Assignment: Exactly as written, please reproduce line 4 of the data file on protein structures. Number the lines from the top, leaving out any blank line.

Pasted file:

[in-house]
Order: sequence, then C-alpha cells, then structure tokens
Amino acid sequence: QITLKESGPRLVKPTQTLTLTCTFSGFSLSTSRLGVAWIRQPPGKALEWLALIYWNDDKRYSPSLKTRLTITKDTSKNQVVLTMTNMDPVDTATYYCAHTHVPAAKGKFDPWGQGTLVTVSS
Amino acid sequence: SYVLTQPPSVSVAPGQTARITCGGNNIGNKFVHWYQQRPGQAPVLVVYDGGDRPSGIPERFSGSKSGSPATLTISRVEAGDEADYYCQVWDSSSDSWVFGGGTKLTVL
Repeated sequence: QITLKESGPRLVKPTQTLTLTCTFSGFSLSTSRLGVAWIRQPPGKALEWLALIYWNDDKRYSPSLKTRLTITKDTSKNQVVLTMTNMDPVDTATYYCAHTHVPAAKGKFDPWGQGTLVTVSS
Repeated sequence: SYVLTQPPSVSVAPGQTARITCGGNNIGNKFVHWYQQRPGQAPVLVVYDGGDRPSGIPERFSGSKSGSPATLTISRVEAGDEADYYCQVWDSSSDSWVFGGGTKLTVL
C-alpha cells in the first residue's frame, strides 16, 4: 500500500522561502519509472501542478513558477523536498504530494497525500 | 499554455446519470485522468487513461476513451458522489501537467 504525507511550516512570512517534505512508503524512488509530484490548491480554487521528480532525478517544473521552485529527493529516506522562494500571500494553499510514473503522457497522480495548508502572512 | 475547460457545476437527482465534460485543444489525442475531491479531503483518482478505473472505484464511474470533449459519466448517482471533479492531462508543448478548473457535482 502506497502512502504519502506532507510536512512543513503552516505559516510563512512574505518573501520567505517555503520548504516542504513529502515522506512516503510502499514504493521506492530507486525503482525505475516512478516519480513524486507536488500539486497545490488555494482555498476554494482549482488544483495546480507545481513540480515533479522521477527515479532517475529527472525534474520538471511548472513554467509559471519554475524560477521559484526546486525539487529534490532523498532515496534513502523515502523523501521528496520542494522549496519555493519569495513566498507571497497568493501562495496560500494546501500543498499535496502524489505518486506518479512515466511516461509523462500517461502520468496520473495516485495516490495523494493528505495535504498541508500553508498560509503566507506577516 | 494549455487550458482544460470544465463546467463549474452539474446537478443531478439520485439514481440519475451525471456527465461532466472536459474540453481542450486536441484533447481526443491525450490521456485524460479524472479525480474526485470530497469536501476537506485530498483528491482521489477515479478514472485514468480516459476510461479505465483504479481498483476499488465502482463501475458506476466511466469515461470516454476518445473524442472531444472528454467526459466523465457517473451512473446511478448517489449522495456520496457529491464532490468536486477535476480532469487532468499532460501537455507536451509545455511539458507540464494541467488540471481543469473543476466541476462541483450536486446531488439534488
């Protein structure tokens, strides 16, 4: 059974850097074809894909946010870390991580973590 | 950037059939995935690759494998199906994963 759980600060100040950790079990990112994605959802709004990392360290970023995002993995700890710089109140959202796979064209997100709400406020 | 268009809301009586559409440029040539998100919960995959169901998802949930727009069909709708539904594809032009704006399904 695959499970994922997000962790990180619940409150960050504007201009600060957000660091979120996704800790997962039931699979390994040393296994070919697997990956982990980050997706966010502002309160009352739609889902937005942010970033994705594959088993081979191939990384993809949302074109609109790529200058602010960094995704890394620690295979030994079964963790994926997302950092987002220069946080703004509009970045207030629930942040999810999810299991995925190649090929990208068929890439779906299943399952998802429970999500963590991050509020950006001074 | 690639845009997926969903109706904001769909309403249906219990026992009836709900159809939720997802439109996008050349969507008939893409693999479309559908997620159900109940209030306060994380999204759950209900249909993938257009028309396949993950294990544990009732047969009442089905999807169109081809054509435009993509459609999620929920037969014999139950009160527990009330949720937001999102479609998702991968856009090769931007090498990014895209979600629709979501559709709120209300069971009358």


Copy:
Amino acid sequence: SYVLTQPPSVSVAPGQTARITCGGNNIGNKFVHWYQQRPGQAPVLVVYDGGDRPSGIPERFSGSKSGSPATLTISRVEAGDEADYYCQVWDSSSDSWVFGGGTKLTVL